A review of the movie Raya and the Last Dragon by Disney.
In a time of #BlackLivesMatter and #StopAsianHate, the animated movies Soul and Raya and the Last Dragon came about as refreshing pieces that gave a voice to the otherwise voiceless people in Disney productions. I thoroughly enjoyed the former, which shared many similarities with Inside Out; I was finally able to watch the latter in the cinema with a Southeast Asian friend of mine. It was mostly kids with their parents in the audience, but my friend and I did not come to watch a fairytale - we were here to see how our home region is portrayed in Disney’s first Southeast Asian princess movie.
I went in without watching the trailer, so I had little idea of what to anticipate beyond my first impression: that the protagonist is a girl named “greatness” (Raya in Bahasa) and she wields a keris sword. I did not have much expectation, thinking that it would just be another Tangled or Frozen but with a person of colour as the main character. But as soon as I saw the wayang in the narration of the dragon legend, I knew that this would be a great movie in terms of authentic Southeast Asian elements.
Unlike other Disney movies, Raya starts with a dystopian scene with the protagonist riding through a hot barren. Raya rides her gigantic unicycle with her legs open, with her hands on the handles - resembling a motorbike driver. That reminds me of my Gojek days in Jakarta on a hot July.
The whole story takes place in a civilization called Kumandra, with a big river in the shape of a dragon spanning across the land. Kumandra was ravaged by the Druun, a mindless plague which turned everyone it touches into stone. Five hundred years ago, the dragons united and created a magical orb (the Dragon Gem) that wiped out the Druun but left the dragon species extinct - except Sisu, the last dragon.
Fighting over what remains of the dragon magic, Kumandra disintegrated into five kingdoms called Fang, Heart, Spine, Talon, and Tail - each of them representing different biomes. Chief Benja of Heart, father of Raya and Guardian of the Dragon Gem, sought to bring the five kingdoms together to form a united Kumandra again. His vision was unfortunately sabotaged by Fang.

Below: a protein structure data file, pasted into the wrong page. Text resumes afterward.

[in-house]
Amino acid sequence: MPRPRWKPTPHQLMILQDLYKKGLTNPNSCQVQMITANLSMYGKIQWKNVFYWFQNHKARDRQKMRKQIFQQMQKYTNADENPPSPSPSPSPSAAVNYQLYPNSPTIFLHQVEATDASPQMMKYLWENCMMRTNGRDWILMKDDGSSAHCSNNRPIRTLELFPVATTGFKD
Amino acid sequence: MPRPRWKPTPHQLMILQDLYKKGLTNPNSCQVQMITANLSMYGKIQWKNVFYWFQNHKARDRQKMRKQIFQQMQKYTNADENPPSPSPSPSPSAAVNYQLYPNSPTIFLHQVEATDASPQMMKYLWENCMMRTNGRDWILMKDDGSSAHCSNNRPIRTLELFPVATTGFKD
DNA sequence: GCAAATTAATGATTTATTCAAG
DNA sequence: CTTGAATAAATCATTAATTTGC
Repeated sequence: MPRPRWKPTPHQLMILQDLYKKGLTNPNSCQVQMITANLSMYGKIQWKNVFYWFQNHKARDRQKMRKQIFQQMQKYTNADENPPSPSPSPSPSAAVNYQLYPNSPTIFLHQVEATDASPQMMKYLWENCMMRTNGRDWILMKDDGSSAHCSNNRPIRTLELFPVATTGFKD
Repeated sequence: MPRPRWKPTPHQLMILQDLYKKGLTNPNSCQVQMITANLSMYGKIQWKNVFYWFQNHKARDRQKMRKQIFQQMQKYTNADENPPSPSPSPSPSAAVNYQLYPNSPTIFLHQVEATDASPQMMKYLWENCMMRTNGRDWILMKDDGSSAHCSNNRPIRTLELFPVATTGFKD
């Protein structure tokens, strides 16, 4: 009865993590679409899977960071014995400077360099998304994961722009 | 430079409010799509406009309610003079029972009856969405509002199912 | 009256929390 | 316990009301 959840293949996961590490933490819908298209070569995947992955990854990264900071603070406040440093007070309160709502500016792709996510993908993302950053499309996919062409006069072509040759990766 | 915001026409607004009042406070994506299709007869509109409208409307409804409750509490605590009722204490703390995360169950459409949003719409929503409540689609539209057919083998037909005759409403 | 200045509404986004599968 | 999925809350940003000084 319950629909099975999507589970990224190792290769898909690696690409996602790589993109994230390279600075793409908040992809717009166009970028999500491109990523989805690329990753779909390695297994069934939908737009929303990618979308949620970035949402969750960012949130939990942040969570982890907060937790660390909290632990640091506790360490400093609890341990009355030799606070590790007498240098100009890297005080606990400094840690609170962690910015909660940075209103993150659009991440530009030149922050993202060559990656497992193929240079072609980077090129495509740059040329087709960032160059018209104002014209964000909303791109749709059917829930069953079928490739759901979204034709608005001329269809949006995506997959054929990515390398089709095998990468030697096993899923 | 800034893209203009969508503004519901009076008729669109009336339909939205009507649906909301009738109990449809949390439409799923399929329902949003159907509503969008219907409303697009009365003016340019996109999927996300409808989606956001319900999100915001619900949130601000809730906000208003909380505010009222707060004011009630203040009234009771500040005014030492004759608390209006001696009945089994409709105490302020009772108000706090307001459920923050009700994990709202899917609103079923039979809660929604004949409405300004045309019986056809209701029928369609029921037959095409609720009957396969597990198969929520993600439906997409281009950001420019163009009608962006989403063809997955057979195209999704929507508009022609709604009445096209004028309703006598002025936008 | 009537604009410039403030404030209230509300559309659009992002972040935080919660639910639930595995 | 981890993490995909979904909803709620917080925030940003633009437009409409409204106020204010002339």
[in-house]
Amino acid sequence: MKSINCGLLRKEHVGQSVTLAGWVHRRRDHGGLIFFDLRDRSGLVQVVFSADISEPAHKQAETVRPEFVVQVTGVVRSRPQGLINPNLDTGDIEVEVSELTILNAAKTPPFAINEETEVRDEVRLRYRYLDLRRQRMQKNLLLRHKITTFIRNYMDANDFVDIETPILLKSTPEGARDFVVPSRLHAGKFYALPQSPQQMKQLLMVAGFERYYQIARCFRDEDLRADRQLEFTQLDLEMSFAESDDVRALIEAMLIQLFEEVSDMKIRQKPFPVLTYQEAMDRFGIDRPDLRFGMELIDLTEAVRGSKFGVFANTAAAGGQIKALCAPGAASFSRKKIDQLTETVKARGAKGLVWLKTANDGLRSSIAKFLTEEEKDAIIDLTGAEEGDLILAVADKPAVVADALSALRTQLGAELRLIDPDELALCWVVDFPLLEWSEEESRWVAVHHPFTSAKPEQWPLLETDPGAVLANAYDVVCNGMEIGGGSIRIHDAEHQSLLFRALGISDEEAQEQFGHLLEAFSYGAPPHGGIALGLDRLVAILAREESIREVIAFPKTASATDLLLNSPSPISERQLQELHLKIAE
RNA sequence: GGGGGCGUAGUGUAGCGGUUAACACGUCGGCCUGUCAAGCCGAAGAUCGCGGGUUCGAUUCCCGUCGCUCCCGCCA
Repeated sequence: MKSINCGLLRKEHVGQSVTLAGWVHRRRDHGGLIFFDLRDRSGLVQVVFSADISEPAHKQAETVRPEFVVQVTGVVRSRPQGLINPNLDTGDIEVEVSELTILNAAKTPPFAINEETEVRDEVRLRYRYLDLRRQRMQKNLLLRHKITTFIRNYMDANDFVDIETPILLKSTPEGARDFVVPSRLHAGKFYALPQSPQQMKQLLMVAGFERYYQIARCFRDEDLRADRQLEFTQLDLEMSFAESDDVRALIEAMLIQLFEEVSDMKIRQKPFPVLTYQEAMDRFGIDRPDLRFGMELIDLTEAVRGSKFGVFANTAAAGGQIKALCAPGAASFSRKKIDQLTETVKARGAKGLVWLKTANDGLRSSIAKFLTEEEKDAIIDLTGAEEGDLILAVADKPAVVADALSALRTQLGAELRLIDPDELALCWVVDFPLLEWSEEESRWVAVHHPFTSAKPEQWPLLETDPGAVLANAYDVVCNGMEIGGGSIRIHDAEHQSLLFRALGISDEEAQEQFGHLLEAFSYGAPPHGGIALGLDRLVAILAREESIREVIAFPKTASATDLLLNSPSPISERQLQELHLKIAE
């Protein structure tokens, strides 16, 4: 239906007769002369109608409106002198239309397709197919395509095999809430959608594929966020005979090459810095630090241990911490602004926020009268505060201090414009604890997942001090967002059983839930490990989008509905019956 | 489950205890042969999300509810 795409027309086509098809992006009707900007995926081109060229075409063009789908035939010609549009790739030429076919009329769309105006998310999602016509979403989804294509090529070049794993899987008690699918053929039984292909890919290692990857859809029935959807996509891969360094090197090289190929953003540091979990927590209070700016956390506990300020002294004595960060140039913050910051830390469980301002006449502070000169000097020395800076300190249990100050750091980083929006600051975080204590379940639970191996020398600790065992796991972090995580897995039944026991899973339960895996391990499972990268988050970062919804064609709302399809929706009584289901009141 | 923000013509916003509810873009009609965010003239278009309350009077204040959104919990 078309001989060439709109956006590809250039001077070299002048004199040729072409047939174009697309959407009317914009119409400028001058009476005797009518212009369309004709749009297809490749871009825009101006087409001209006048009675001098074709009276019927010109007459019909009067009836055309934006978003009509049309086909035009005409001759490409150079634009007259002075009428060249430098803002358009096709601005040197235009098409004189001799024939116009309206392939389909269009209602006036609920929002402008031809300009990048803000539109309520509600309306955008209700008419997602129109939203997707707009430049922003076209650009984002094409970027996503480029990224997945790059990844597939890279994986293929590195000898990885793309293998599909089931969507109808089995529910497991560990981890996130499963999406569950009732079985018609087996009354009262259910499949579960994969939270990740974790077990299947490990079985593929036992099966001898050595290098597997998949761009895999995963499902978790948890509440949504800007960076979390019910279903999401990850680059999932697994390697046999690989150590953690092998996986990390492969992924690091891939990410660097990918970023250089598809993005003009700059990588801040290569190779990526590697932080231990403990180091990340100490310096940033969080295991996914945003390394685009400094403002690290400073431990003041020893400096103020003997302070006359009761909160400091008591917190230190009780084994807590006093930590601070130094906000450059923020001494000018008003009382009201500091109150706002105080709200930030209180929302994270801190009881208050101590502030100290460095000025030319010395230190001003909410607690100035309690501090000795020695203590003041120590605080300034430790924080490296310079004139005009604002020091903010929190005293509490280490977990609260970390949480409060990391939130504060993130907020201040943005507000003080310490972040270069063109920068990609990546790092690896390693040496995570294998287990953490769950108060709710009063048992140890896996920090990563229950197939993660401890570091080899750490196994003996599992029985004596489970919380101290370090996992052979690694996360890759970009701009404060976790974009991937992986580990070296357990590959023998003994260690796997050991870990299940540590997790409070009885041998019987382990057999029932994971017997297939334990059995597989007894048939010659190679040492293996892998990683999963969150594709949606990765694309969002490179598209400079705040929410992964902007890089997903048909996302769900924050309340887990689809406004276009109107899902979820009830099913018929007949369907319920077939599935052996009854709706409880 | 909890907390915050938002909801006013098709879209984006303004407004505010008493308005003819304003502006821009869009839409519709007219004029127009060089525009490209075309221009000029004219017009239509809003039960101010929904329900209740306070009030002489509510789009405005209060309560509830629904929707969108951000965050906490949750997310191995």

Namaari, the daughter of Fang’s leader Virana, befriended Raya and followed her into the altar of the Dragon Gem. She betrayed her and led the Fang army into the altar. The magical orb fell on ground amidst the chaos and shattered into pieces. Immediately, the Druun spread like wildfire. Each of the leaders left with a piece of the gem, Benja gave his to Raya and told her to run just before he himself was turned to stone. Six years later, Raya was on the quest to find Sisu, thus her journeys across the dystopian world in the beginning of the movie.
Raya is different from most Disney movies in the sense that it is not a love story and there is absolutely no singing involved. As a Southeast Asian (and Southeast Asianist), watching Raya was like a hunt for Easter eggs: the way Raya took her shoes off before entering the altar of the dragon gem; the jade traded as currency; the frangipanis Sisu scattered on the water.
Raya put in lots of effort in showcasing a wide variety of regional delicacies throughout the whole movie. There are many familiar Southeast Asian foodstuffs starting with the tom yum broth Raya's father made and ending with the kuih lapis in the credits. It was literally eye candy all the way. Some of the references are quite colloquial. I could totally resonate with how Sisu dislikes Raya's homemade jackfruit jerky, and I completely agree with Tong: “Of course you love mango. Only a tongue-less creaton wouldn't.”
There is plenty of martial arts fighting going on in Raya, again setting it apart from previous Disney princess movies. In the beginning Raya sneaked into the temple guarding the Dragon Gem with two sticks that are known as arnis. This is the Phillipine national martial arts. Raya then inherited her father’s sword, a retractable keris that can be made to work like a whip or Batman's grappling hook. I thought of this as an innovative interpretation of ancient weaponry.